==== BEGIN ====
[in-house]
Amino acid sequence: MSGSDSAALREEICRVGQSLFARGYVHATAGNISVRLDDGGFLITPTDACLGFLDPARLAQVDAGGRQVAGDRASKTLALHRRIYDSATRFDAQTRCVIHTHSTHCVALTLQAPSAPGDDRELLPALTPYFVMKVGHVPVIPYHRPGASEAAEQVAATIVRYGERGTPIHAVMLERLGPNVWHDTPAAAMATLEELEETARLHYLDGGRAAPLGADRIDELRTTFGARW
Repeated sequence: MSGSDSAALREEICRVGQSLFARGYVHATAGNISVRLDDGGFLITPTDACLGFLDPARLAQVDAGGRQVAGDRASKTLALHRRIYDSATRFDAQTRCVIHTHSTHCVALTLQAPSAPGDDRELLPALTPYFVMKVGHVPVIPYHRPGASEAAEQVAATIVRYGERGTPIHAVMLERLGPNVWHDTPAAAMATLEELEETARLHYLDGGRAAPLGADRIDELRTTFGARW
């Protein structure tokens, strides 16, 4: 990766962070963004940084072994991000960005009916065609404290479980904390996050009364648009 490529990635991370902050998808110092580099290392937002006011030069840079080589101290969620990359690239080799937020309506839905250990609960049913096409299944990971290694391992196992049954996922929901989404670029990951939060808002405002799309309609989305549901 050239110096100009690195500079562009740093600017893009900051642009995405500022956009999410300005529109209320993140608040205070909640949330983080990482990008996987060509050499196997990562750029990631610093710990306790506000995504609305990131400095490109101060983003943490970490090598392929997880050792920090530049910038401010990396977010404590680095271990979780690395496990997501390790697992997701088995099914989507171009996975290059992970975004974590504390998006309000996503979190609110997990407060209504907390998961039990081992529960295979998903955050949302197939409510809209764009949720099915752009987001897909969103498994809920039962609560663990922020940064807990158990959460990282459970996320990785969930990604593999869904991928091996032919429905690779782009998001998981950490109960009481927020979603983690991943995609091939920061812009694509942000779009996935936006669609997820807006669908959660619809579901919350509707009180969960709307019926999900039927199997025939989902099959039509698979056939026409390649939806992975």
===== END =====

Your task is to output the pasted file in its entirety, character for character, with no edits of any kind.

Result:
[in-house]
Amino acid sequence: MSGSDSAALREEICRVGQSLFARGYVHATAGNISVRLDDGGFLITPTDACLGFLDPARLAQVDAGGRQVAGDRASKTLALHRRIYDSATRFDAQTRCVIHTHSTHCVALTLQAPSAPGDDRELLPALTPYFVMKVGHVPVIPYHRPGASEAAEQVAATIVRYGERGTPIHAVMLERLGPNVWHDTPAAAMATLEELEETARLHYLDGGRAAPLGADRIDELRTTFGARW
Repeated sequence: MSGSDSAALREEICRVGQSLFARGYVHATAGNISVRLDDGGFLITPTDACLGFLDPARLAQVDAGGRQVAGDRASKTLALHRRIYDSATRFDAQTRCVIHTHSTHCVALTLQAPSAPGDDRELLPALTPYFVMKVGHVPVIPYHRPGASEAAEQVAATIVRYGERGTPIHAVMLERLGPNVWHDTPAAAMATLEELEETARLHYLDGGRAAPLGADRIDELRTTFGARW
């Protein structure tokens, strides 16, 4: 990766962070963004940084072994991000960005009916065609404290479980904390996050009364648009 490529990635991370902050998808110092580099290392937002006011030069840079080589101290969620990359690239080799937020309506839905250990609960049913096409299944990971290694391992196992049954996922929901989404670029990951939060808002405002799309309609989305549901 050239110096100009690195500079562009740093600017893009900051642009995405500022956009999410300005529109209320993140608040205070909640949330983080990482990008996987060509050499196997990562750029990631610093710990306790506000995504609305990131400095490109101060983003943490970490090598392929997880050792920090530049910038401010990396977010404590680095271990979780690395496990997501390790697992997701088995099914989507171009996975290059992970975004974590504390998006309000996503979190609110997990407060209504907390998961039990081992529960295979998903955050949302197939409510809209764009949720099915752009987001897909969103498994809920039962609560663990922020940064807990158990959460990282459970996320990785969930990604593999869904991928091996032919429905690779782009998001998981950490109960009481927020979603983690991943995609091939920061812009694509942000779009996935936006669609997820807006669908959660619809579901919350509707009180969960709307019926999900039927199997025939989902099959039509698979056939026409390649939806992975």